Hoops in this range will vary in the size of the shatterproof backboard (48 or 50 inches in diameter) and feature easily adjustable height up to regulation 10 feet.
Portable basketball hoops with sand- or water-filled bases are great for casual players and for those who may want to move their hoop to different locations for different events.
In this upper pricing tier, you will find options that are as close as you can get to an NBA or college setup.
These high-end models feature larger pro-style backboards, rust-proof steel poles, and a safety pad to protect players when they run into the pole that holds up the hoop.
Q. How do I maintain my basketball hoop?
A. In order to prevent rusting, keep lawn trimmings and other unnecessary materials away from the in-ground pole. Occasionally clean the backboard with a damp cloth (cotton preferred) or, if the backboard is clear, with a glass cleaner. If rust begins to form on any of the parts, carefully sand that area and paint it with outdoor gloss paint.
Q. What was the most points scored in an NBA game?
A. Wilt Chamberlain of the then Philadelphia (now Golden State) Warriors scored 100 points on March 2, 1962, against the New York Knicks during a game played in Hershey, PA.
In a typical basketball game, a coach yelling at the referee about a foul call is as common as the sound of sneakers screeching on the hardwood. Arguing with the ref seems like a completely futile effort - often hurting the team in the form of a technical foul or even an ejection.
But could there be a rational reason for getting on the officials? After all, referees are human beings, and if you berate them enough, they may eventually find a way to make it up to you.
So we set out to answer this question:
We reviewed all of the games in the 2013-14 NBA season in which technical fouls were assessed against basketball coaches for arguing with the referee. We recorded the foul difference (fouls against vs. fouls for) before and after the technical foul was assessed. The results were simply shocking.
There were 95 technical fouls called against coaches in the 2013-14 NBA regular season. In those games, the team whose coach got called for a technical foul enjoyed an aggregate advantage of 184 foul calls after the technical was assessed. In other words, after a coach was cited for arguing with the referee, his team on average was called for 2 fouls less than his opponent during the rest of the game.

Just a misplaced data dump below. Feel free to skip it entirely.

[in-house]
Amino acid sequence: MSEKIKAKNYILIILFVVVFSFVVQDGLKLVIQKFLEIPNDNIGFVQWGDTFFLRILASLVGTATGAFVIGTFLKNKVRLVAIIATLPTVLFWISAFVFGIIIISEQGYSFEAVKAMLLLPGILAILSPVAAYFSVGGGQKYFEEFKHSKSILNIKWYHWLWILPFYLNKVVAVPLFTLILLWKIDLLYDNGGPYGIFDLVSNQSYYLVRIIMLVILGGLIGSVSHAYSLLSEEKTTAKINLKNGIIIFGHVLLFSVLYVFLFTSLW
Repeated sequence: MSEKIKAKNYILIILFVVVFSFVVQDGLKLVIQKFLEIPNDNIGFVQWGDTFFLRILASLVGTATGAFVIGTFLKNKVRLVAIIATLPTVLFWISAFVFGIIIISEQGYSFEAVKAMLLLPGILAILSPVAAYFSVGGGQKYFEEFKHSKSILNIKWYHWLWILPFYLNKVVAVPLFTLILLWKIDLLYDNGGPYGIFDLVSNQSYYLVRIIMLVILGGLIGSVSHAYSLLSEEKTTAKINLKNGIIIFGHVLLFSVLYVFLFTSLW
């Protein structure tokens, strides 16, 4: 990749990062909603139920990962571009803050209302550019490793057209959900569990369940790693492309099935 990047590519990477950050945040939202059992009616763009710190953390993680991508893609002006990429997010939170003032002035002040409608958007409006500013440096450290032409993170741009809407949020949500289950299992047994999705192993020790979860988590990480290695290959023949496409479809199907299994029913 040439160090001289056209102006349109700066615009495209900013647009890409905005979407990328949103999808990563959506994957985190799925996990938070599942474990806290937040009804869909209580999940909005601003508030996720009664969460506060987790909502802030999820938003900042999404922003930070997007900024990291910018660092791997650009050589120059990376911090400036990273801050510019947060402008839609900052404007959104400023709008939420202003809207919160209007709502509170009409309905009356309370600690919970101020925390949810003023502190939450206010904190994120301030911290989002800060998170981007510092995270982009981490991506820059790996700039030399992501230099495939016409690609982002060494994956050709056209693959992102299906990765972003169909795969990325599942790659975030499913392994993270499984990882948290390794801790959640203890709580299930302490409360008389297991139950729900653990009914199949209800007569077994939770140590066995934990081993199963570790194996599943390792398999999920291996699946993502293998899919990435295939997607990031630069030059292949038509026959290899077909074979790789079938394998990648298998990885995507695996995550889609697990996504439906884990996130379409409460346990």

These numbers are especially striking considering this statistic: before the coach was T’ed up, the foul disparity went in the opposite direction - his team had 48 more fouls called against them.
It gets even more interesting when we look at exactly when the foul advantage occurs. Out of the 184 fouls that were called in favor of the arguing coach, 130 of them (more than 70%) were called in the quarter directly after the technical foul was assessed.
It would thus appear that the referees took immediate action in favoring the team whose coach got in their face, and this advantage seemed to wear off as the game progressed.
In the NBA, there are mediocre basketball coaches, there are good basketball coaches, and there are superstar basketball coaches. We wanted to know if there are particular coaches that were specifically good at working the referees in order to help their teams win games.
We narrowed down our study to some of the usual contenders - Larry Brown, Phil Jackson, Doc Rivers, Jerry Sloan, and Don Nelson. It turns out, however, that none of these future Hall of Fame coaches have stats that stood out significantly from the aggregate.
But there was one coach that seems to have systematically mastered the art of working the referee: Gregg Popovich, the 5 time NBA World Champion, coach of the San Antonio Spurs.
Out of the 37 games in which a technical foul was assessed against Gregg Popovich since the 2005-2006 season, Popovich’s Spurs had a positive foul-difference of 80 after his getting T’ed. During these 37 games, the Spurs had more fouls called against them in the quarter after Popovich’s technical only 3 times (8%), while enjoying a positive or neutral foul advantage 92% of the time.
So do these trends actually translate to wins? It turns out that they do.
There were 9 games during which the Spurs were losing at the time that Popovich got called for a technical but then went on to win the game.
To put it another way, the Spurs come from behind to win 39% of the time after Popovich gets a technical.
Here are the raw stats.
BestReviews wants to be better. Please take our 3-minute survey,
and give us feedback about your visit today.